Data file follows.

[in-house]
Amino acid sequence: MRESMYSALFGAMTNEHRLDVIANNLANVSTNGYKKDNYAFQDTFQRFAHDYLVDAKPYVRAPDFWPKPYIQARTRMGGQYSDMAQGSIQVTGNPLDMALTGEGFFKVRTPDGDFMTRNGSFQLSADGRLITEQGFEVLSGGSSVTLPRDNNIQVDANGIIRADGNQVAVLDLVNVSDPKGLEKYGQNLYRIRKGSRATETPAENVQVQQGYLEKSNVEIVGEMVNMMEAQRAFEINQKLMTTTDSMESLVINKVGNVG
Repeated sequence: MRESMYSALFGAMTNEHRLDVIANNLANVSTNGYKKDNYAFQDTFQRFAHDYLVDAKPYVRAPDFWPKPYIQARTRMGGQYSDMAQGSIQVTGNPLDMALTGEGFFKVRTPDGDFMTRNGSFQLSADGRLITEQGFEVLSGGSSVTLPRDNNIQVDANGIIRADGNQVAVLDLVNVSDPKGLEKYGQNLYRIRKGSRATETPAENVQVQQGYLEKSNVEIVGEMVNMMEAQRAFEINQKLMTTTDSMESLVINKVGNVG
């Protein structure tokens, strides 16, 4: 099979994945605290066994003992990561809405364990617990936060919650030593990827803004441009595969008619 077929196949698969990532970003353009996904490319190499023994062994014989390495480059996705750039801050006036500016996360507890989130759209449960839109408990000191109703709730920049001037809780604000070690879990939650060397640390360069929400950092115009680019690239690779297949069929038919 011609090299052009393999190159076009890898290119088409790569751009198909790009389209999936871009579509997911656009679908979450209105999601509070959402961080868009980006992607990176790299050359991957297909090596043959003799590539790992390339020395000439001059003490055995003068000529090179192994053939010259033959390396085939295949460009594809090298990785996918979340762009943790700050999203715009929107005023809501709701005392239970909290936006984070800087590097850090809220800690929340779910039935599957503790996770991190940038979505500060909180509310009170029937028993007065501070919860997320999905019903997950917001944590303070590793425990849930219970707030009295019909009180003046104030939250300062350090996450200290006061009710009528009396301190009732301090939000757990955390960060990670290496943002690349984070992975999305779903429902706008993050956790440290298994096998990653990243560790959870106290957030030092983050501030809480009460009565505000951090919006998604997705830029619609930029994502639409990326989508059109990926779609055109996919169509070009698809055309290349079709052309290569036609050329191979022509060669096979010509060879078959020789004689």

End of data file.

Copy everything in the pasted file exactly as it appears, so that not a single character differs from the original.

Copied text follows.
[in-house]
Amino acid sequence: MRESMYSALFGAMTNEHRLDVIANNLANVSTNGYKKDNYAFQDTFQRFAHDYLVDAKPYVRAPDFWPKPYIQARTRMGGQYSDMAQGSIQVTGNPLDMALTGEGFFKVRTPDGDFMTRNGSFQLSADGRLITEQGFEVLSGGSSVTLPRDNNIQVDANGIIRADGNQVAVLDLVNVSDPKGLEKYGQNLYRIRKGSRATETPAENVQVQQGYLEKSNVEIVGEMVNMMEAQRAFEINQKLMTTTDSMESLVINKVGNVG
Repeated sequence: MRESMYSALFGAMTNEHRLDVIANNLANVSTNGYKKDNYAFQDTFQRFAHDYLVDAKPYVRAPDFWPKPYIQARTRMGGQYSDMAQGSIQVTGNPLDMALTGEGFFKVRTPDGDFMTRNGSFQLSADGRLITEQGFEVLSGGSSVTLPRDNNIQVDANGIIRADGNQVAVLDLVNVSDPKGLEKYGQNLYRIRKGSRATETPAENVQVQQGYLEKSNVEIVGEMVNMMEAQRAFEINQKLMTTTDSMESLVINKVGNVG
């Protein structure tokens, strides 16, 4: 099979994945605290066994003992990561809405364990617990936060919650030593990827803004441009595969008619 077929196949698969990532970003353009996904490319190499023994062994014989390495480059996705750039801050006036500016996360507890989130759209449960839109408990000191109703709730920049001037809780604000070690879990939650060397640390360069929400950092115009680019690239690779297949069929038919 011609090299052009393999190159076009890898290119088409790569751009198909790009389209999936871009579509997911656009679908979450209105999601509070959402961080868009980006992607990176790299050359991957297909090596043959003799590539790992390339020395000439001059003490055995003068000529090179192994053939010259033959390396085939295949460009594809090298990785996918979340762009943790700050999203715009929107005023809501709701005392239970909290936006984070800087590097850090809220800690929340779910039935599957503790996770991190940038979505500060909180509310009170029937028993007065501070919860997320999905019903997950917001944590303070590793425990849930219970707030009295019909009180003046104030939250300062350090996450200290006061009710009528009396301190009732301090939000757990955390960060990670290496943002690349984070992975999305779903429902706008993050956790440290298994096998990653990243560790959870106290957030030092983050501030809480009460009565505000951090919006998604997705830029619609930029994502639409990326989508059109990926779609055109996919169509070009698809055309290349079709052309290569036609050329191979022509060669096979010509060879078959020789004689």